Simple jQuery Dropdowns
Please use this identifier to cite or link to this item: http://repository.li.mahidol.ac.th/dspace/handle/123456789/40622
Title: Hantavirus seropositivity in rodents in relation to habitat heterogeneity in human-shaped landscapes of Southeast Asia
Authors: Kim Blasdell
Serge Morand
Heikki Henttonen
Annelise Tran
Philippe Buchy
Institut Pasteur du Cambodge
CSIRO Livestock Industries
CIRAD
Mahidol University
Natural Resource Institute Finland (Luke)
Territoires, Environnement, Télédétection et Information Spatiale
CIRAD Centre de Recherche de Montpellier
GlaxoSmithKline, Singapore
Keywords: Environmental Science
Issue Date: 1-May-2016
Citation: Spatial and Spatio-temporal Epidemiology. Vol.17, (2016), 27-35
Abstract: © 2016 Elsevier Ltd. To establish how the conversion of natural habitats for agricultural purposes may impact the distribution of hantaviruses in Southeast Asia, we tested how habitat structure affects hantavirus infection prevalence of common murine rodents that inhabit human-dominated landscapes in this region. For this, we used geo-referenced data of rodents analysed for hantavirus infection and land cover maps produced for the seven study sites in Thailand, Cambodia and Lao PDR where they were collected. Rodents were tested by serological methods that detect several hantaviruses, including pathogenic ones. Rodents with a seropositive status were more likely to be found near to agriculture on steep land, and also in environments with a high proportion of agriculture on steep land. These results suggest that in Southeast Asia, hantaviruses, which are often associated with generalist rodent species with a preference for agricultural land, may benefit from land conversion to agriculture.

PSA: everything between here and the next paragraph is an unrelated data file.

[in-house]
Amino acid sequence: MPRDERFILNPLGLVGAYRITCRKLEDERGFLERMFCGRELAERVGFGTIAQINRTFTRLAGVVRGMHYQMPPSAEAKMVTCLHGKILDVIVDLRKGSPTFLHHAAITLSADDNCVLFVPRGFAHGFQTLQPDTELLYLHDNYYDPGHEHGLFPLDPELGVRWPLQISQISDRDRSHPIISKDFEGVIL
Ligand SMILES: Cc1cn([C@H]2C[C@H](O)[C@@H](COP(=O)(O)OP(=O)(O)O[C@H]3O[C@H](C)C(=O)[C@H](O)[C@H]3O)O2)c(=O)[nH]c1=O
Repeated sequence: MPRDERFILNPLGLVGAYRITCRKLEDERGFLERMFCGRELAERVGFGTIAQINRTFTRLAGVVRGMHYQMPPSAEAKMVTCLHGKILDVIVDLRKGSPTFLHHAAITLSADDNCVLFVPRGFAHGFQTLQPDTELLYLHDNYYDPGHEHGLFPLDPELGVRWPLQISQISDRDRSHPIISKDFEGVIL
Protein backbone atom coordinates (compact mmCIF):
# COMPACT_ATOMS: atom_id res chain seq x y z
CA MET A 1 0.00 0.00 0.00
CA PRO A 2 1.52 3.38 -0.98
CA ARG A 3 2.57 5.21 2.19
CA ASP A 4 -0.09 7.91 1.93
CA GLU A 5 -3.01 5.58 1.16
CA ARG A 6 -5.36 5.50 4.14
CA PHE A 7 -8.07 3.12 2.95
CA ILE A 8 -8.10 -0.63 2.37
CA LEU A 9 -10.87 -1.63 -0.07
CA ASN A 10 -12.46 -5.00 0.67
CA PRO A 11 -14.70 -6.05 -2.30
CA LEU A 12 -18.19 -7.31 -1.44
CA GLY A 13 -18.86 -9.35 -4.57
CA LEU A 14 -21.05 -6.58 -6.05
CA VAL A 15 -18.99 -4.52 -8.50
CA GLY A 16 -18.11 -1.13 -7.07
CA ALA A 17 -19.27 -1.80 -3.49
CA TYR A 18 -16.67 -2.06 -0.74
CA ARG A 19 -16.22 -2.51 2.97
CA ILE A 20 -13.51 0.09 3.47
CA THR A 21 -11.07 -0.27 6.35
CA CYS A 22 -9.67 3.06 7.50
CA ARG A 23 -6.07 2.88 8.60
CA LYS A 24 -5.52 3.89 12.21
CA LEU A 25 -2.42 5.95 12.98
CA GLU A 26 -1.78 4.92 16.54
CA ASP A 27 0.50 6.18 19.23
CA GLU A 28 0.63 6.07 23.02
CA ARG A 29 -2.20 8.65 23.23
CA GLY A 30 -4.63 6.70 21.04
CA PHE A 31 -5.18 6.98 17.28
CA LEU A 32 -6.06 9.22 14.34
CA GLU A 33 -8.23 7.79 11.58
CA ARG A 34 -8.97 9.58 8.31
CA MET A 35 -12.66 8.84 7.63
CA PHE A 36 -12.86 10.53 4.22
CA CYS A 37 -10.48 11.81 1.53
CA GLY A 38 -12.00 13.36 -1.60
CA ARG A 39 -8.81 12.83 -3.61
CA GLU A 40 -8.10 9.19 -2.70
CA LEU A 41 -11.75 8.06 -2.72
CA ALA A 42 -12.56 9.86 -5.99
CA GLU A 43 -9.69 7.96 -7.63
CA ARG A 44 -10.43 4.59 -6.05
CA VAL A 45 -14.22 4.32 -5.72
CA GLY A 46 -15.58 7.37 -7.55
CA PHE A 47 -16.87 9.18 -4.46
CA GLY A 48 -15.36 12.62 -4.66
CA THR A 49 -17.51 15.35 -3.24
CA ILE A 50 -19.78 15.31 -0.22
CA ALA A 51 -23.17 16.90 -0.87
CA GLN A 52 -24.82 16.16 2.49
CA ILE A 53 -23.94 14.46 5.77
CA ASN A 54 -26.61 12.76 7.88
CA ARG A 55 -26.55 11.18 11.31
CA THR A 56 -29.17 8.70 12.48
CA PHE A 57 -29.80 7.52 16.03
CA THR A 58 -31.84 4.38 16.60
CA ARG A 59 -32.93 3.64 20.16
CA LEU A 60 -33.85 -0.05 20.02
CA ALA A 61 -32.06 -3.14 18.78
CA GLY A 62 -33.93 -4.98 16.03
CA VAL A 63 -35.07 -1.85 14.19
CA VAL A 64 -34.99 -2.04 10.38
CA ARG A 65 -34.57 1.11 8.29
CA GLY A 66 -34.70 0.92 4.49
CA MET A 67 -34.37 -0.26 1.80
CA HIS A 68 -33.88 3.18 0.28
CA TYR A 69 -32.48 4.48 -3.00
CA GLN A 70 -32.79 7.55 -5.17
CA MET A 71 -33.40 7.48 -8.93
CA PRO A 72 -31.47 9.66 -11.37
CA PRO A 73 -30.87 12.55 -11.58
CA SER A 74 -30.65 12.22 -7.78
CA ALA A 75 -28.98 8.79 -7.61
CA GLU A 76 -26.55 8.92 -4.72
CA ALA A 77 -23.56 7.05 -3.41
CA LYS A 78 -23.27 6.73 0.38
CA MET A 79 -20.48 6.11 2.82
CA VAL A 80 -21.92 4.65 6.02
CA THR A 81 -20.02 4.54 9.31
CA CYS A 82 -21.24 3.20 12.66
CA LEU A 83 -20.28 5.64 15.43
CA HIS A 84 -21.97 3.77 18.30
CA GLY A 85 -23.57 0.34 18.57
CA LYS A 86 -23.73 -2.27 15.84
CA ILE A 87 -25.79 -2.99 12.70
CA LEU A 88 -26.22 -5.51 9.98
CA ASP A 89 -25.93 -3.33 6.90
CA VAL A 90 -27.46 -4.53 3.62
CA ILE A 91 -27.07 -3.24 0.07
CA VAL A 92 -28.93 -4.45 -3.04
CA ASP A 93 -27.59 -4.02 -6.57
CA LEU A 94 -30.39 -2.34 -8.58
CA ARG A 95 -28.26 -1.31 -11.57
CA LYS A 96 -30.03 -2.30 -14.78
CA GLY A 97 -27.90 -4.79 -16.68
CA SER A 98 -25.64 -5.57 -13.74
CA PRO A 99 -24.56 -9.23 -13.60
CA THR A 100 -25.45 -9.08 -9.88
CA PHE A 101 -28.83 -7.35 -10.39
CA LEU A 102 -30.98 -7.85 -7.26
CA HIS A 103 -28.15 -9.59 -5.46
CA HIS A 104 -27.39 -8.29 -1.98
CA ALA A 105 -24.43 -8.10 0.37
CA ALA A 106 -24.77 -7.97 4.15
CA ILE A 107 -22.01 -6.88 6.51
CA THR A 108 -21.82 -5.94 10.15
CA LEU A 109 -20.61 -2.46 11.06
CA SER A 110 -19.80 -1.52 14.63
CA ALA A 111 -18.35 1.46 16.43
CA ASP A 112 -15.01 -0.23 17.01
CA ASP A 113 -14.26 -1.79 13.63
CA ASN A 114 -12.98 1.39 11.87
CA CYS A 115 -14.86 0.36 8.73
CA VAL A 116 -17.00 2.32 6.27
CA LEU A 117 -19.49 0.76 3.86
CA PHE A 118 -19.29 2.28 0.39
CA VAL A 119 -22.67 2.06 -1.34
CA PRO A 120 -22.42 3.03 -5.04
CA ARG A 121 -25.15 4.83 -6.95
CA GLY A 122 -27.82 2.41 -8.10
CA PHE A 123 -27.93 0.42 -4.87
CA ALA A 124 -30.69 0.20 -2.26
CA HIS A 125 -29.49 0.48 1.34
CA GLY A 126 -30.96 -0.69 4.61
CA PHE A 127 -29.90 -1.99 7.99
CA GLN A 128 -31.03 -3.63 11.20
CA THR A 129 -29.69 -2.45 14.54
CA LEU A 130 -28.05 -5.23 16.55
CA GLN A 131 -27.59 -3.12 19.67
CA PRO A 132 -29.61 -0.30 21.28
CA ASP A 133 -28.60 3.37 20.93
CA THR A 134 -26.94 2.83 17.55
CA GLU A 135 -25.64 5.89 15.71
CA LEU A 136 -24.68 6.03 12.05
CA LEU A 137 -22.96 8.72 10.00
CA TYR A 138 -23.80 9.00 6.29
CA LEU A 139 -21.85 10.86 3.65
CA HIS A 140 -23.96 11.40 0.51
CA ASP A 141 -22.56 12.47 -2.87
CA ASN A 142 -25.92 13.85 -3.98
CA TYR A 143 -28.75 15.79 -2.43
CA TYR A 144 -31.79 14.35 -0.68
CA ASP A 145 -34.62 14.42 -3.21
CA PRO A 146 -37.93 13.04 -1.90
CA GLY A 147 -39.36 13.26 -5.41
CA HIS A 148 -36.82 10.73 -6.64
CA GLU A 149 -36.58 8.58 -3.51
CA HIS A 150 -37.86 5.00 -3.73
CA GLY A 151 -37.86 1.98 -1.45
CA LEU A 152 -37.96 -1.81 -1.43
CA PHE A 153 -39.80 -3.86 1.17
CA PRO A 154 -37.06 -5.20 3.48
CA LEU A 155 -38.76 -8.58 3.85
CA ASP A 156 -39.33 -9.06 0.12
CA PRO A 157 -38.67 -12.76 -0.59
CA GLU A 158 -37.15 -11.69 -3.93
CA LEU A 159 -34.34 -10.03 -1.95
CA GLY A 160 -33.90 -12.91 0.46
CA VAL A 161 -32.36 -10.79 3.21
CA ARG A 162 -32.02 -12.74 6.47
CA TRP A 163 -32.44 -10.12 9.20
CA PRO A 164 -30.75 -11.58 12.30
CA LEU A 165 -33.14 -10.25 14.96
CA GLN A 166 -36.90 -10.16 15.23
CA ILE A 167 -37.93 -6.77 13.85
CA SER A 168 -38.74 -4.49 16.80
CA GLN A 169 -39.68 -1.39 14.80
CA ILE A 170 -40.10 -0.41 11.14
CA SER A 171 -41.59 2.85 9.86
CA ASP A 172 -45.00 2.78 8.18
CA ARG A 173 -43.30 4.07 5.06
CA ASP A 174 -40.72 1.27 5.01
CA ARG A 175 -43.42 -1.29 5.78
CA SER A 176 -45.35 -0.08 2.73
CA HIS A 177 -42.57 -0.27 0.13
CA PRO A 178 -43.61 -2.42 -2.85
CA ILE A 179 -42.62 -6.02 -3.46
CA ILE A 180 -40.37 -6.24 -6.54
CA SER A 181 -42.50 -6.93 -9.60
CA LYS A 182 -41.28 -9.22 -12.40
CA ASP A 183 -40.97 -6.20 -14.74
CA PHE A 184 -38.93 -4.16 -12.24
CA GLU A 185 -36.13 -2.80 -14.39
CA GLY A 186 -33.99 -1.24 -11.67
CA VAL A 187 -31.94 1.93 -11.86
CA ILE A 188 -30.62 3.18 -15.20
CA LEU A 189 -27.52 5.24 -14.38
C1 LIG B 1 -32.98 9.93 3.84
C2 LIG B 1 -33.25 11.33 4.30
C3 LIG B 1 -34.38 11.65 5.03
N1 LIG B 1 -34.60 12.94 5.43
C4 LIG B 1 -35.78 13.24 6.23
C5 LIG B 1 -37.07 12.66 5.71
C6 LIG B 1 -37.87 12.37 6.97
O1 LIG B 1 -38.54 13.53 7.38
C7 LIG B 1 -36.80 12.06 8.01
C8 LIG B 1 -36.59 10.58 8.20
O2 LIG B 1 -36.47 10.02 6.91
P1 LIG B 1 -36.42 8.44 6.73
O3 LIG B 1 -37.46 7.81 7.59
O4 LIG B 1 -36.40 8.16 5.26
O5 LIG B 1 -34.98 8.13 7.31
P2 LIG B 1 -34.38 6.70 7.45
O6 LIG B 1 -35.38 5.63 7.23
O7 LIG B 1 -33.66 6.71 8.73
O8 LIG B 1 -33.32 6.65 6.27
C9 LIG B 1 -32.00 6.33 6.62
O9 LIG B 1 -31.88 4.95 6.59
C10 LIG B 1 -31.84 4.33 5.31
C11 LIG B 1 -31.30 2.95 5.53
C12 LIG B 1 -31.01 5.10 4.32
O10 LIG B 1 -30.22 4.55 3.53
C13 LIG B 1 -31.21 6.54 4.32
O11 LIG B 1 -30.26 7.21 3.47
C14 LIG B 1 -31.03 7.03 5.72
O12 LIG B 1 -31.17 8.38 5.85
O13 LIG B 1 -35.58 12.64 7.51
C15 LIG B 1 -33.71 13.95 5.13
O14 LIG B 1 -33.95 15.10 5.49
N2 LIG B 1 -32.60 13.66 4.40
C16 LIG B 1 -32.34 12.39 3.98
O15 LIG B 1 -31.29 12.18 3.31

URI: https://www.scopus.com/inward/record.uri?partnerID=HzOxMe3b&scp=84966351303&origin=inward
http://repository.li.mahidol.ac.th/dspace/handle/123456789/40622
ISSN: 18775853
18775845
Appears in Collections:Scopus 2016-2017

Files in This Item:
There are no files associated with this item.


Items in DSpace are protected by copyright, with all rights reserved, unless otherwise indicated.